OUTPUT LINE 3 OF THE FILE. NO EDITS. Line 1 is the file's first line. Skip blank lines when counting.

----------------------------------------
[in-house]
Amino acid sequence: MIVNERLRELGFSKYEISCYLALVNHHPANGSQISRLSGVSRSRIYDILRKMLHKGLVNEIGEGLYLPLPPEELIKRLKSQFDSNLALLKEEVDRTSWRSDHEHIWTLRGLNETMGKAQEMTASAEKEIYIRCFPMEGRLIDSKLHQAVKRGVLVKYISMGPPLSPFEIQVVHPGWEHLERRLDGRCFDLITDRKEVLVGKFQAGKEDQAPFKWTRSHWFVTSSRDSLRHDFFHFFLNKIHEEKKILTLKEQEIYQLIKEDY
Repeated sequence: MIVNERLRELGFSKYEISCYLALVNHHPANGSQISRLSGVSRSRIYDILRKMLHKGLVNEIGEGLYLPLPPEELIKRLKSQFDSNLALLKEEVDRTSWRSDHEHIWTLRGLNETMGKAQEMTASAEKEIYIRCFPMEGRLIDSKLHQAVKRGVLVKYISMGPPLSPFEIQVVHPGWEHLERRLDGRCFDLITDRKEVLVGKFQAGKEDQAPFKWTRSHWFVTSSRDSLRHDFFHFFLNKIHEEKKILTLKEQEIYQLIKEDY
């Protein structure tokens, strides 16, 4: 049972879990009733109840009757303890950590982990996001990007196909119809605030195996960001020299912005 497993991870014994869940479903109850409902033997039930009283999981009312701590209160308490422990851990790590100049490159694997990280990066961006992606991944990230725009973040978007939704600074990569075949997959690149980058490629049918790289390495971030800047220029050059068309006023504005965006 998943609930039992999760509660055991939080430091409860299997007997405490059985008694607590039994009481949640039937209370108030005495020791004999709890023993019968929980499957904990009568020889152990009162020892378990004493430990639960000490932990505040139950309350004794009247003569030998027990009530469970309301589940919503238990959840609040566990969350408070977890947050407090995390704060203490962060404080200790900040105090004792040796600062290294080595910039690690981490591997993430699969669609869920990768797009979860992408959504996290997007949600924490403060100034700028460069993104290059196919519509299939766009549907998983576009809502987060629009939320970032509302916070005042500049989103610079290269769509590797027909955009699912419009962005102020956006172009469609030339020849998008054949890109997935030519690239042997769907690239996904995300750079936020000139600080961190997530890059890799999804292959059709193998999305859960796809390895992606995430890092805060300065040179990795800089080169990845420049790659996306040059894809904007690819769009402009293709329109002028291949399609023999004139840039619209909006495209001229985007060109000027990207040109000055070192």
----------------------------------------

Repeated sequence: MIVNERLRELGFSKYEISCYLALVNHHPANGSQISRLSGVSRSRIYDILRKMLHKGLVNEIGEGLYLPLPPEELIKRLKSQFDSNLALLKEEVDRTSWRSDHEHIWTLRGLNETMGKAQEMTASAEKEIYIRCFPMEGRLIDSKLHQAVKRGVLVKYISMGPPLSPFEIQVVHPGWEHLERRLDGRCFDLITDRKEVLVGKFQAGKEDQAPFKWTRSHWFVTSSRDSLRHDFFHFFLNKIHEEKKILTLKEQEIYQLIKEDY